A plea to refuse planning permission for Broadwater Road development

Metropolitan Thames Valley

What the proposals on Broadwater Road could look like - Credit: Metropolitan Thames Valley

Welwyn Garden City's former mayor Dennis Lewis gives his view on the controversial plans for development on Broadwater Road.

Dr Dennis Lewis, who has lived in Welwyn Garden City since 1956

Dr Dennis Lewis, who has lived in Welwyn Garden City since 1956 - Credit: Supplied

After a century of conspicuous success, I'm astonished to find that Welwyn Garden City is a total failure!

It appears that, according to certain property developers, Ebenezer Howard and his visionary associates got it all wrong 100 years ago.

In the 1920s they were really just carrying out a social experiment, giving people space and encouraging them to appreciate and breathe good clean air, attractive, low-density two-storey housing, gardens aplenty and streets lined with trees.

There was no 'reach for the sky' in their thinking! No impressive multi-storey structures where hundreds or even thousands of people could live, cheek by jowl, huddled into small apartments, and enjoying the exercise, running up and down the stairs when the lifts failed...

So property developers Wheat Quarter (WQ) and Metro Thames Valley Housing (MTVH) are riding to the rescue. They clearly intend to demonstrate that Ebenezer and his pals had got it all wrong for 100 years! After all, he was just a stenographer, so what could he possibly know about property development? Obviously nothing, compared with the WQ and MTVH professionals.

They have submitted sheaves of beautifully drafted drawings, temptingly attractive words and dreamy artist's impressions in their planning applications, to develop the extensive Shredded Wheat and BioPark sites situated between Bessemer Road and the railway station.

Most Read

Also, the planning authority is our dear old borough council, led by 48 amateur councillors - so what could they possibly know about planning?

The way ahead seems ominously clear. Those who do know about planning - and know that they know - are confident that their planning applications will win the day and up to a dozen 11-storey blocks of flats will be constructed on those sites.

This will ensure that there will be 4-5,000 happy chappies enjoying a quality of life, living in hundreds of flats, suspended in mid-air, with their cars half a mile away because there are insufficient parking spaces in the car parks provided. And not a reasonably sized green area or garden in sight apart from the odd wilting geraniums in a few scattered window boxes! What bliss!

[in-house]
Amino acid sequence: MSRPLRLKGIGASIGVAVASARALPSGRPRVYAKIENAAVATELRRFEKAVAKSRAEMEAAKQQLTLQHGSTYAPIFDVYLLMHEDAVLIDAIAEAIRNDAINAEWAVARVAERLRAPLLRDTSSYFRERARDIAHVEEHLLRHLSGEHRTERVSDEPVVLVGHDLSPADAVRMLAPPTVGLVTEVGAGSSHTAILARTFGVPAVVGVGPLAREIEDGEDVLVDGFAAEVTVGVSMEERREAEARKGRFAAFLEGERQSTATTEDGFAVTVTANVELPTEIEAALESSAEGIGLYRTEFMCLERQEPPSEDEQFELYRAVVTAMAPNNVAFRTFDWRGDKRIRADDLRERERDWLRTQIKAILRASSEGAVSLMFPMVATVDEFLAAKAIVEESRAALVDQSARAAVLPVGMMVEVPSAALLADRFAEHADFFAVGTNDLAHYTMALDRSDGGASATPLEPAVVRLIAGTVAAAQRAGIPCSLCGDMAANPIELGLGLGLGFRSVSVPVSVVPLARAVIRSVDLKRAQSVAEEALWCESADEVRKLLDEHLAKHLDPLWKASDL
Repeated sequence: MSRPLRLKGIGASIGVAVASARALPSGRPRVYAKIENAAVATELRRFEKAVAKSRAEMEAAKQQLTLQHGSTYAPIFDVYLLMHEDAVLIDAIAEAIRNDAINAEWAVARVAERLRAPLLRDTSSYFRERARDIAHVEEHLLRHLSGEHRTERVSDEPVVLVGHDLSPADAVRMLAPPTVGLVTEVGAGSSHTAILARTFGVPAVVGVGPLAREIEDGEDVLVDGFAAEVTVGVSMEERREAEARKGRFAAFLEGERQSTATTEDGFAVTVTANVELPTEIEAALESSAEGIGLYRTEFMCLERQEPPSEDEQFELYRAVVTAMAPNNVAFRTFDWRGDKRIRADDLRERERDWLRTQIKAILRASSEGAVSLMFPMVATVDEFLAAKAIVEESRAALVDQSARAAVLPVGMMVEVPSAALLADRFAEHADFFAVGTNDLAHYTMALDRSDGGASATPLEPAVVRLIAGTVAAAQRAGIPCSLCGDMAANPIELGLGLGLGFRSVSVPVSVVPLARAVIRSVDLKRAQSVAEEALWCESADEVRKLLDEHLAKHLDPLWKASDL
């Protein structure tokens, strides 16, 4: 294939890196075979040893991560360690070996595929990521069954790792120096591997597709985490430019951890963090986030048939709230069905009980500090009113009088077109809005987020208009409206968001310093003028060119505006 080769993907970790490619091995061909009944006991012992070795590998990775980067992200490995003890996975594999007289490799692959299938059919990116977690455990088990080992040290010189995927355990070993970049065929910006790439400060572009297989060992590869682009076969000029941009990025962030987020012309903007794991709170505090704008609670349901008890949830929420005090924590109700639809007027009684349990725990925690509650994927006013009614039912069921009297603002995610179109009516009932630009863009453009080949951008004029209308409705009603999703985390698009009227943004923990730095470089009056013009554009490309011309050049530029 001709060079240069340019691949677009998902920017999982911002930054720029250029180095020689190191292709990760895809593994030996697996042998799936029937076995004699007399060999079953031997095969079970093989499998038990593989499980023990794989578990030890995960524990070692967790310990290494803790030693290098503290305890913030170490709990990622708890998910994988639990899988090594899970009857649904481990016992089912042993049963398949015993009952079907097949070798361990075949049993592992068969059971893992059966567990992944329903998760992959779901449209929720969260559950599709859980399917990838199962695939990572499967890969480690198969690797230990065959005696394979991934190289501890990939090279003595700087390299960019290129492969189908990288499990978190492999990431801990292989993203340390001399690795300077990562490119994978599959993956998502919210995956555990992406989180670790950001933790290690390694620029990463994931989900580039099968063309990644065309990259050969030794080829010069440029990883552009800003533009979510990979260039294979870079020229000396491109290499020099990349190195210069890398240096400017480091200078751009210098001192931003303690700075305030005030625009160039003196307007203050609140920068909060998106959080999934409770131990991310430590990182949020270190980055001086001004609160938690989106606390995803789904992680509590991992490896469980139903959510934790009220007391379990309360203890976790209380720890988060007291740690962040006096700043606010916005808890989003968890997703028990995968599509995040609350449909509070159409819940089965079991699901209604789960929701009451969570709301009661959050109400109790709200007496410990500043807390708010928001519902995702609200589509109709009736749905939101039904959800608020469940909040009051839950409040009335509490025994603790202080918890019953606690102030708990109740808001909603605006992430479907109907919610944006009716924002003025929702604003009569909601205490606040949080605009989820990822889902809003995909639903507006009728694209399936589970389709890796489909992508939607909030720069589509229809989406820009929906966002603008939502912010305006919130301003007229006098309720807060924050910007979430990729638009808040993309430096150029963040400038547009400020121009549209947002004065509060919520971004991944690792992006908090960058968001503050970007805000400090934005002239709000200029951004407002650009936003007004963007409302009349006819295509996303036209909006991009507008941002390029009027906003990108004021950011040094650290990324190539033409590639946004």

The picture from the applicant's own website demonstrates frighteningly clearly what we can expect. WQ and MTVH will make good the lack of high-flying homes in Welwyn Garden City, that will eventually occupy that area, which is so rich in the industrial heritage of our town.

I know that there is an acute housing shortage, which results in young couples and individuals having great difficulty in renting or buying a place to live and raise a family in pleasant surroundings - flats, houses or whatever.

Social housing does provide a means for getting onto the housing ladder, and these flats in low-rise blocks would be acceptable, nay desirable - but built to a maximum of say, five storeys to allow for the provision of open space for relaxation and enjoyment within the context of a 'garden city'.

In short the development runs counter to the 'garden city ethos' and as such should be chucked out - firmly and finally.

It's crystal clear that it's the developers that have got it wrong - not Ebenezer Howard and his friends!

The council, in its supplementary planning document (SPD), which is intended as a guide to potential developers, states that "all proposed development should be respectful to the silos and not exceeding five storeys". Well, either all these clever people at WQ and MTVH cannot count, or perhaps they see a reversed auction coming which will result in eight storeys being allowed by the council! Either way, it's still not acceptable...

What is being proposed by the developers is an affront to the genius of a man who understood the misery of the 'huddled masses' who were suffering in the big cities, in the wake of the Industrial Revolution.

But Ebenezer Howard had a utopian vision of something better - and the sheer bloody persistence to make it happen. We must not let that vision be destroyed by default.

I hope that the citizens of this amazing place will not let it be destroyed, and they will persuade our councillors to roar a resounding 'no!' to those who would seek to destroy it.